They may not be the cats that want to sleep on your lap (although mine does), but they love to spend time with their owners and they can show their loyalty. When a stranger comes to your house, they’ll be friendly with the newcomer, but they’ll always tend to sit on your side. Despite their gorgeous look, they’re somehow quirky. They don’t meow – Maine Coons make delightful little sounds like cheeps, trills, and chirps – they aren’t afraid of water, strangers, dogs or other animals and they sleep in the weirdest positions. They are also extremely curious about their surroundings and can create games out of any object.
We love all pet breeds, but Maine Coons are just easy to be everyone’s favorite. With high probability, the Maine Coon’s appearance and attitude are what makes the breed so popular. They are also suggested as a recommended breed for those who adopt their first cat just because they don’t have a problematic nature.
Maine Coons are the third most common breed – which breeds are even more common than Maine coon?
Siamese cats are currently the most popular cat breed in the US. They originated in Thailand (formerly know as Siam). They have distinct marking called “points” that are the areas of coloration on their face, ears, and tail. They are known for being intelligent and very vocal. Just like for Maine Coons, people appreciate Siamese cats’ appearance and intelligence.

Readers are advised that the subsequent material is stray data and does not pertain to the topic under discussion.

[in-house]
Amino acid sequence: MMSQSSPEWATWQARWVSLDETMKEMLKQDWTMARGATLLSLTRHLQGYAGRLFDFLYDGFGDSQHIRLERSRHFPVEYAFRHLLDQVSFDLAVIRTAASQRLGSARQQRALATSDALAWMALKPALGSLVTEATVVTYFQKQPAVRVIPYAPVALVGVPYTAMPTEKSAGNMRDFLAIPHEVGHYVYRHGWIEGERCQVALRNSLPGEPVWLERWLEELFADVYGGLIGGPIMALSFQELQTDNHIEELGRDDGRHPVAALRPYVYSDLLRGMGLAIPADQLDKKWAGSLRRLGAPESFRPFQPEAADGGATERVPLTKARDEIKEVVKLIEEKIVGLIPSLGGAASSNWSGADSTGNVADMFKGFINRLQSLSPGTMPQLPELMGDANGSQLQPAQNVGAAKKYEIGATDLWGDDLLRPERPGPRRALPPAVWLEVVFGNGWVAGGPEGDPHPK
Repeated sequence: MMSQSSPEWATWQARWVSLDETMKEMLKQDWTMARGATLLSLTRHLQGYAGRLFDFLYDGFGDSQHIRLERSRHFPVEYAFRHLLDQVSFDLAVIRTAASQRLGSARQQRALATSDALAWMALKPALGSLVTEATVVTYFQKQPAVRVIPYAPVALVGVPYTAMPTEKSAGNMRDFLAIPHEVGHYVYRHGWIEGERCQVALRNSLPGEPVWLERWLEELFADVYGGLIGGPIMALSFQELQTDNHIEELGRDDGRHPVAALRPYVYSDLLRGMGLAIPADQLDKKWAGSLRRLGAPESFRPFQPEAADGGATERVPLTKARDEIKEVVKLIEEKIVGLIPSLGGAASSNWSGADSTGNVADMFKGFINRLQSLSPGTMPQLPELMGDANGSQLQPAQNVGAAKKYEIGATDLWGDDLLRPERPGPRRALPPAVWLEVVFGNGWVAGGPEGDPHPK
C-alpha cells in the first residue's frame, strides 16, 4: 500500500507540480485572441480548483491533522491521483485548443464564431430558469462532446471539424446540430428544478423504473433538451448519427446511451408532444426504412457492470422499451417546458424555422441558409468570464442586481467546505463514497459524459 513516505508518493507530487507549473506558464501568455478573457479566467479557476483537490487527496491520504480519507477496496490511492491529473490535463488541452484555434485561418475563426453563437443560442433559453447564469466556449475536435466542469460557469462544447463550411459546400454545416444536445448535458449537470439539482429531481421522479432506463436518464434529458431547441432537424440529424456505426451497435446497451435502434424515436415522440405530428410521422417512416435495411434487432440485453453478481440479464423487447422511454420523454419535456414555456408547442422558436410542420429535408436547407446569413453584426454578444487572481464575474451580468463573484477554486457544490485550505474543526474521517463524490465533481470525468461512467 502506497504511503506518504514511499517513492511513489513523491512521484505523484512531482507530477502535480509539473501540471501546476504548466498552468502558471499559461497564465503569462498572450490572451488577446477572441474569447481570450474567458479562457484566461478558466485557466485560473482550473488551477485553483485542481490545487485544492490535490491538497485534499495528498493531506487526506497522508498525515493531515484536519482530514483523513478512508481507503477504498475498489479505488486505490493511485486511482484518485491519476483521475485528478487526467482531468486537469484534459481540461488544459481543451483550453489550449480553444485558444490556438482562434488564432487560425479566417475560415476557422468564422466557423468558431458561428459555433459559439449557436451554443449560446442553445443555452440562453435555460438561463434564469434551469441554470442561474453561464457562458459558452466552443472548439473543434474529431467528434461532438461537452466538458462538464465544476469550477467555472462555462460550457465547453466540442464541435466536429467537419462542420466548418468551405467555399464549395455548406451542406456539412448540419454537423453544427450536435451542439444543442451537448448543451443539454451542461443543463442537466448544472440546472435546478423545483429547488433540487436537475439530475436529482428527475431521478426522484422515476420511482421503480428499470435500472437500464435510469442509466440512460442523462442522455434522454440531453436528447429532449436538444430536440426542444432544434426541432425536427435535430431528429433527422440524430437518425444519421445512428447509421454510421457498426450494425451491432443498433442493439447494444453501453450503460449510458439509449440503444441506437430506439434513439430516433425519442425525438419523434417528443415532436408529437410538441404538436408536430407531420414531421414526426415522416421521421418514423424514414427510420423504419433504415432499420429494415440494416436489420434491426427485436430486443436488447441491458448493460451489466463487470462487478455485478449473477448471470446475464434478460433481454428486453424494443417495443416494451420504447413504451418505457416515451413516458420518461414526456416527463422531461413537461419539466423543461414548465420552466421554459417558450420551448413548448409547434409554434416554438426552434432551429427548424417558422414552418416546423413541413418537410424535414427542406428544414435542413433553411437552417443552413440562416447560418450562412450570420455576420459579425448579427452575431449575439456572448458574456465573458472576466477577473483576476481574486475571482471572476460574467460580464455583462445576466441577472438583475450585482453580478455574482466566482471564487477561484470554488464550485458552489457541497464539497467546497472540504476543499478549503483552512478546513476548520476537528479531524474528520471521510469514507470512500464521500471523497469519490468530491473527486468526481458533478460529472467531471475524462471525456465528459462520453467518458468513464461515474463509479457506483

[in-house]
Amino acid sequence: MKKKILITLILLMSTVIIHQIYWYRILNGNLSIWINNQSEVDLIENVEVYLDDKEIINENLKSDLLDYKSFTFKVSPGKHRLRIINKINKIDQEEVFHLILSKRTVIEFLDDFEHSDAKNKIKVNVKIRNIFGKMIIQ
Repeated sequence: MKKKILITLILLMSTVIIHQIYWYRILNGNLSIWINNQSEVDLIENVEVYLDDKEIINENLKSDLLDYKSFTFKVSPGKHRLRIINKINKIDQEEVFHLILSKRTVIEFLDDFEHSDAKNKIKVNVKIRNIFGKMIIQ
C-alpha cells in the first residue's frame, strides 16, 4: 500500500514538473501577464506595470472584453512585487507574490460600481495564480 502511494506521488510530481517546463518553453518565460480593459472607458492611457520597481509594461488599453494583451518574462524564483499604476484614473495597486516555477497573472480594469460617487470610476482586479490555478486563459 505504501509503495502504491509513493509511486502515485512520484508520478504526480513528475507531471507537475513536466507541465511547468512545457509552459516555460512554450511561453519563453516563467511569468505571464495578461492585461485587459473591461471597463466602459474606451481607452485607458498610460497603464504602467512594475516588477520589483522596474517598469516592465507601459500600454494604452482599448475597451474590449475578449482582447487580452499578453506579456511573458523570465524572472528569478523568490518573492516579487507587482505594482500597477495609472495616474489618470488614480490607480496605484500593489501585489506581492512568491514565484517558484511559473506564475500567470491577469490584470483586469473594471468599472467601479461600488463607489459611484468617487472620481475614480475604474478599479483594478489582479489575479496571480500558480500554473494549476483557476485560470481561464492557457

Persian cats have long and fur coats and they come in almost any color. They have a flat face compared to most other breeds of cats and because of this they’re often referred to as smushed-face cats. Some breed descriptions even state that the nose shouldn’t protrude past the eyes when viewing the cat in a profile. Persians have been one of the most common cat breeds for years and even if you’ve never own one you probably saw them many times in commercials, films and homes.
As we’ve already mentioned, Maine Coons come third. It seems impossible that 70 years ago they risked extinction. Maine Coons are popular, especially in the USA and not only in Maine. Their classic coloration is a brown tabby, but they can come in almost any color, even though some are rarer than others.
As you may have just learned, this list will not include Maine Coons. They are considered a high cat breed but they are very common. Let’s see which cat breeds are the most rare, instead.